It may not even be October yet, but Netflix already has Halloween on its mind. Recently, Netflix teased a handful of new thriller originals that are being released every Friday throughout the next month. They’re a part of Netflix’s advertisement for a new genre titled “Netflix and Chills”: a name based on the long–dead euphemism. Netflix is now fully targeting thriller and horror audiences, hoping to lure in both younger and older watchers by offering up originals to be watched alongside beloved classics. In the Shadow of the Moon is the first of the new “Netflix and Chills” originals to be added to the genre. Next Friday, we get In the Tall Grass.
Judging from the trailer of In the Shadow of the Moon, the movie could’ve easily fallen prey to a glaring failure that many sci–fi movies end up suffering from: overzealousness, in a way that brings in a lot of high–potential plot and character elements, but fails to expand upon any of them. And in some ways, the movie does fail—but it’s also unexpectedly entertaining.
In the Shadow of the Moon follows Philadelphia police officer Thomas Lockhart (Boyd Holbrook) as he pursues a woman (Cleopatra Coleman) who strikes the city every nine years, killing off seemingly–unrelated individuals in the same way every time: with a through–the–nape injection that disintegrates the brain and causes blood to drip out of the victims’ facial orifices. Over the next three decades that the movie time–skips through, Lockhart becomes more and more unraveled, sacrificing his relationships with his daughter and brother–in–law to decode the mystery of the woman and her actions.
The good parts of In the Shadow of the Moon are loud and mindless—car chases through small, dark Philadelphia streets, and the mystery woman effortlessly fighting off police officers in hand–to–hand combat. Movement in the movie is realistic and fluid, with Lockhart’s partner Maddox (Bokeem Woodbine) developing an uneven gait after having his leg broken and Lockhart himself showcasing his deteriorated sprinting ability in numerous shots, throughout several decades. As an action film, In the Shadow of the Moon is glorious, and even features a long, gorgeous shot of a bloated Lockhart slow–moving in water after having been pushed out of a low–flying plane.
But just as Lockhart falls apart throughout his years of searching for the mystery woman, so does the film itself when analyzed beyond its shock–value gore and cold color palette. Character–development–wise, In the Shadow of the Moon is still shockingly commendable: we watch Lockhart lose his job and become ever–more disheveled as the years go on, and his relationships with the last family he has left (his daughter and his brother–in–law) begin to fray. Scenes that highlight Lockhart’s isolation and supposed insanity are tear–filled and quiet, with plenty of time given to showcasing each party's expressions of sorrow and anger, which are always directed towards Lockhart.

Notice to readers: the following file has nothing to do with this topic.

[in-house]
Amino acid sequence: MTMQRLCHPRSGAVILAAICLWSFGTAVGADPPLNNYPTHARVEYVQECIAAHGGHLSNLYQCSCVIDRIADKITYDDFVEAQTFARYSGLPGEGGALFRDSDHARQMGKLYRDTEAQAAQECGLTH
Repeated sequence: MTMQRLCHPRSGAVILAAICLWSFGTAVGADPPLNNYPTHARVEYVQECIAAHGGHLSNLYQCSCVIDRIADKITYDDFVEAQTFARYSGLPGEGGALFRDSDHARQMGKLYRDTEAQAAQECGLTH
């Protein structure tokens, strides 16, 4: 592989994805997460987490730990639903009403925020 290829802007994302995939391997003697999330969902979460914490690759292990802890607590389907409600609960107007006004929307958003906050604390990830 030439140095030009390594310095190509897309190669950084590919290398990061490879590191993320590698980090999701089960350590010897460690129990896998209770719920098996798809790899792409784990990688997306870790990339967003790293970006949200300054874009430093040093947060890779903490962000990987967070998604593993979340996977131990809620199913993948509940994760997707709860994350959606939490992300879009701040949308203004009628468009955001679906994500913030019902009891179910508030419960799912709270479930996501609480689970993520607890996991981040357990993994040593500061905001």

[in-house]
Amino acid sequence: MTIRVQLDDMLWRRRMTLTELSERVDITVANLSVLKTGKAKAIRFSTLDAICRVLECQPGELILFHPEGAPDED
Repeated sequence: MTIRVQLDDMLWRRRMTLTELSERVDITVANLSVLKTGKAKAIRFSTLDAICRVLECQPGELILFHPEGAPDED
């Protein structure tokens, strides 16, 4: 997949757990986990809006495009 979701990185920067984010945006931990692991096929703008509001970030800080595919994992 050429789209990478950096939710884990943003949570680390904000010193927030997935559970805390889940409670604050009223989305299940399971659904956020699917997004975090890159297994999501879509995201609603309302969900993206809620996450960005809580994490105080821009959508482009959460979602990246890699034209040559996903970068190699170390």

The same cannot be said of the movie’s plot. It has a buildable, if not trope–y, premise: killer kills in mysterious ways, police try to figure out the killer’s motives and motivations. In the Shadow of the Moon also throws in time travel, racial and social tensions, and a man’s battle with grief (Spoilers ahead!). This is all revealed once Lockhart is finally able to decode the mystery of the woman, her mission, and his own role in the story. Her name is Rya and she’s his grandchild, sent back in time by Lockhart himself, to kill off the roots of a 2024 civil war started by founders and perpetrators of a white power movement. Watching with a friend, it’s entertaining to pick up on small details that reveal bits of the plot before everything is spelled out in the end, but on a whole, the plot is difficult to become too invested in and often is thrown at the viewer through bland, spoken exposition. Sure, the latter makes the plot easier to understand, but it plays like a video game made up of cut–scenes and one–dimensional characters.
Amid the ups and downs of the plot, the heavy acknowledgement of racial and social tensions in the film also should be addressed. Within the first 45 minutes of the movie, we see protests happening in Philadelphia against a white policeman’s killing of an unnamed black woman, and a young partier’s remarks about how “she was in the wrong neighborhood.” And of course, the whole plot of the movie winds up being about preventing a racial civil war sparked by white supremacists.
In the Shadow of the Moon says a lot of things, like the idea that every individual plays a role in a bigger plot (Lockhart’s seemingly futile struggles throughout the movie are what fuel the plot). In regards to social commentary, it offers up, “violent white power is bad and should be destroyed at the root.” Nothing more, nothing less. I suppose you can take from a Netflix action/mystery original what you want, but investing a plot so heavily in these issues and acknowledging them so off–handedly is confusing and disappointing. Granted, an approximately equal amount of time is allotted to each of the plot’s big twists and themes, but perhaps the movie could have said more by saying less—cutting out some of its extra sci–fi fluff in favor of more meaningful substance.
In the Shadow of the Moon is entertaining. It’s action–packed, bloody, heart–wrenching, and messy, although it doesn’t offer much in terms of cult–classic genius or hard–hitting commentary. It’s an enjoyable Friday–night–in Netflix movie to watch with some friends. Plus, it’s set in Philadelphia, so if you're not too big on mystery thrillers, there’s the added bonus of evaluating how accurately director Jim Mickle portrayed our city.